Smt. Chandra Iyengar, Chairperson
Shri Vijay L. Sonavane, Member

Petitioner : M/s Green Energy Association
Respondents : MSEDCL ——-Respondent No. 1
MEDA ——-Respondent No. 2

See Below for the ruling in favour of Open Access

 Commission’s  Analysis: -

  1. Having heard the parties and after considering the materials placed on record, the Commission analyzed following issues:

1) Open Access permission through solar generator as single source and

2) Open Access permission through more than one source

Issue No.1: Open Access permission through solar generator as single source:-

  1. Petitioner has submitted that the solar power plants were commissioned and the members of the Petitioner who had applied for Open Access permission also submitted commissioning certificates. Admittedly the applications are pending with MSEDCL for a period of more than 121 days and in some cases more than 290 days from the date of Commissioning. Hence, the members of Petitioner are unable to get credit notes.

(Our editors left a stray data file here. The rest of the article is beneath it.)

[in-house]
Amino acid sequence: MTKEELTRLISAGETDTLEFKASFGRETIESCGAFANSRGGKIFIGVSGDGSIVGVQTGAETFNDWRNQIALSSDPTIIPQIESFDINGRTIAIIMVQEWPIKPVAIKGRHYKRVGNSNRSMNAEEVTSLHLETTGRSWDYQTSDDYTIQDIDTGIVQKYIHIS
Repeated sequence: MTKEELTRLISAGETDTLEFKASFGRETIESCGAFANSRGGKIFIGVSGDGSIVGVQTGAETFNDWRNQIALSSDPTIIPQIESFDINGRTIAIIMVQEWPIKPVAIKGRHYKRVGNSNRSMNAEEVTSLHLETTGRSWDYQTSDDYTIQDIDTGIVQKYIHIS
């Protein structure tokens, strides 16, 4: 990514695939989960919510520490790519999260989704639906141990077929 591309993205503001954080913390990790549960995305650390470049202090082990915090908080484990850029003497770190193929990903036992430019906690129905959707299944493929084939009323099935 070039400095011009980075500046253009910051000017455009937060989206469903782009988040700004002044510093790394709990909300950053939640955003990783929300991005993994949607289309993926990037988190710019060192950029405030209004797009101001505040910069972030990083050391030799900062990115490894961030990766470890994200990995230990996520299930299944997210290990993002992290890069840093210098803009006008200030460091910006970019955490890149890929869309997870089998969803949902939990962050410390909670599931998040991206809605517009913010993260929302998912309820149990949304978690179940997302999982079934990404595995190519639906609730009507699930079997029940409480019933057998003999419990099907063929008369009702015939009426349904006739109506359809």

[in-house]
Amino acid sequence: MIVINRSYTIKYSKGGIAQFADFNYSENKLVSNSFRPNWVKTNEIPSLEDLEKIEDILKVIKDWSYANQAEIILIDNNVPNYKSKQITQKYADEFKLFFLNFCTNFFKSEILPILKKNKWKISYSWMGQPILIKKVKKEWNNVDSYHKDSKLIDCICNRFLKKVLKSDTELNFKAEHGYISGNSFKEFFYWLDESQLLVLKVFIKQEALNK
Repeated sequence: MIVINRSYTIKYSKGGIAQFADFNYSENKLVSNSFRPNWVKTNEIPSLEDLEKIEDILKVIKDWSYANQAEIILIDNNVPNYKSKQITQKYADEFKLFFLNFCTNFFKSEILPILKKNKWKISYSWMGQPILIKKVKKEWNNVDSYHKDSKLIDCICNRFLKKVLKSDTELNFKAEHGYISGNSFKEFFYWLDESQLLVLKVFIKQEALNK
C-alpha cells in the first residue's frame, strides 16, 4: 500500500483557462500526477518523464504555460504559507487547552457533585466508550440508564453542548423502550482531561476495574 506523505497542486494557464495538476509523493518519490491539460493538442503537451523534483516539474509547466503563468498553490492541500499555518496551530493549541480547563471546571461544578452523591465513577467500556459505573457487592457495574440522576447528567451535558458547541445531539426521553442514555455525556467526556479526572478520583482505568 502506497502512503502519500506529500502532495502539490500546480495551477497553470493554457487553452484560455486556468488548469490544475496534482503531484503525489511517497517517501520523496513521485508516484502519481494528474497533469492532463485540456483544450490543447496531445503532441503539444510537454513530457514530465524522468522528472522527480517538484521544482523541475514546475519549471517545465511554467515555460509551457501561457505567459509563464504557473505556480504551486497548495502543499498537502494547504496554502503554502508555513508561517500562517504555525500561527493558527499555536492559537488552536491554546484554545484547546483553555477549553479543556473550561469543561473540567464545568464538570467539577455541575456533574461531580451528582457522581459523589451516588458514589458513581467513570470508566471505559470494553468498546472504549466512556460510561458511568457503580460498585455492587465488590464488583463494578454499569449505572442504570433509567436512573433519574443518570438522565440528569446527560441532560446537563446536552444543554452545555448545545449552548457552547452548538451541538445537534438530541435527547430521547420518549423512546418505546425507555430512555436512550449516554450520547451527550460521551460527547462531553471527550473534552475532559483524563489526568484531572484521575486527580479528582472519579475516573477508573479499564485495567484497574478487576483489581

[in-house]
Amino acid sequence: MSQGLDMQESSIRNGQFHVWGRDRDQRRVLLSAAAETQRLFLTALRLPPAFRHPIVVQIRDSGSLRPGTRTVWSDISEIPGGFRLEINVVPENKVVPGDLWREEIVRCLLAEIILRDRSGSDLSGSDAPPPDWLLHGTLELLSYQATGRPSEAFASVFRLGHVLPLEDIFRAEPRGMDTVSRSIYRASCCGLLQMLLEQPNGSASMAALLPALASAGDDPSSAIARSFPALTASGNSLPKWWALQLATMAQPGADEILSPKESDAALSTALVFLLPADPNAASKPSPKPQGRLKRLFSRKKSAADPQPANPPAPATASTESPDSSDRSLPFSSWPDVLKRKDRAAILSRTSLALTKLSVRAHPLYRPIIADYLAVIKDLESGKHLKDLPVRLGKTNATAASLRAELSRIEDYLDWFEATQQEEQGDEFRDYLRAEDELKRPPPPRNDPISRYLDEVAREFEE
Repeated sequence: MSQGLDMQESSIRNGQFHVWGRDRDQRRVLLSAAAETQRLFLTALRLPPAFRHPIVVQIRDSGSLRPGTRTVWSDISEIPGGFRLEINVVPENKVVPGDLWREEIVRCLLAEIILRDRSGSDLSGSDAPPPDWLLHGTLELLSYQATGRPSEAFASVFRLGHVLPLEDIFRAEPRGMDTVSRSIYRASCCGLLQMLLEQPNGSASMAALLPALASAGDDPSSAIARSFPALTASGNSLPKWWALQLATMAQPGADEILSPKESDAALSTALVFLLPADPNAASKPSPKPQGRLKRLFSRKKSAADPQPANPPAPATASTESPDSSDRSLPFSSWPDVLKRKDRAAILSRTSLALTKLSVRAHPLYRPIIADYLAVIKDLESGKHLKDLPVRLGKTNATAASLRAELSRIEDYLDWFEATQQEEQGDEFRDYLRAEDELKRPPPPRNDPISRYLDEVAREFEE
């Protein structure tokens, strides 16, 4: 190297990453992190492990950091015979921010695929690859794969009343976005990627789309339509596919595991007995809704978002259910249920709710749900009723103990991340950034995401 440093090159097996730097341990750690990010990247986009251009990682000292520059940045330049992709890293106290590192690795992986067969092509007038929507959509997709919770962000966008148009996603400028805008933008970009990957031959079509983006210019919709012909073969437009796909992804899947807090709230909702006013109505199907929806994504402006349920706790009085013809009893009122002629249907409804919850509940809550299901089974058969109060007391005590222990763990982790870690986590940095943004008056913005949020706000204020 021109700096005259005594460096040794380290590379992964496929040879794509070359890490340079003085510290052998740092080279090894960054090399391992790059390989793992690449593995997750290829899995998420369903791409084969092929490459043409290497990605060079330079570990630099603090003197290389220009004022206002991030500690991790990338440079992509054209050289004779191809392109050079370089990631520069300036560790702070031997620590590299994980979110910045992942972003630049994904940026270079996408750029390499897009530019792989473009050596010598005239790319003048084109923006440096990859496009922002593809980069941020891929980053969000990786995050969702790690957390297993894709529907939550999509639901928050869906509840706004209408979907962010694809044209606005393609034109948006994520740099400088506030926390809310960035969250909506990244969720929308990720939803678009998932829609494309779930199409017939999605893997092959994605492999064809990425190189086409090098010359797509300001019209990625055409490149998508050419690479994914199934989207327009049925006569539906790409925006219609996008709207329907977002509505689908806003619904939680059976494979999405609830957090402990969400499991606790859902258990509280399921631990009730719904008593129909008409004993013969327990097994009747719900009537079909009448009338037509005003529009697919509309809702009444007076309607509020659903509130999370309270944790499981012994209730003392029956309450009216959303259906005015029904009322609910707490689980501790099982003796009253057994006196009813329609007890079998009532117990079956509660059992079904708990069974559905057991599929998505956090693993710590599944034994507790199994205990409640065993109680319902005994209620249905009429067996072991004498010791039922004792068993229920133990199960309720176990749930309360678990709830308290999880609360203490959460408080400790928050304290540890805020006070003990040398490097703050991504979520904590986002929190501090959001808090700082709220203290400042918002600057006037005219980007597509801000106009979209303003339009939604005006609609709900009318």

1. The Commission enquired MSEDCL about delay for issuing Open Access permissions to the consumers applied for sourcing power from solar generators. MSEDCL submitted that it is allowing the Open Access permissions to consumers availing power supply from Wind, Bagasse, Biomass, Small Hydro Generators as per the Regulations and in terms of the relevant Orders passed by the Commission. The Commission has issued broad directives/guidelines in case of Open Access for this type of RE generators.
  2. In absence of any guidelines regarding Open Access through solar generator, it is not clear whether to pass the benefits such as energy banking, non reduction of contract demand, concessional cross subsidy surcharge given to other RE projects to solar projects also.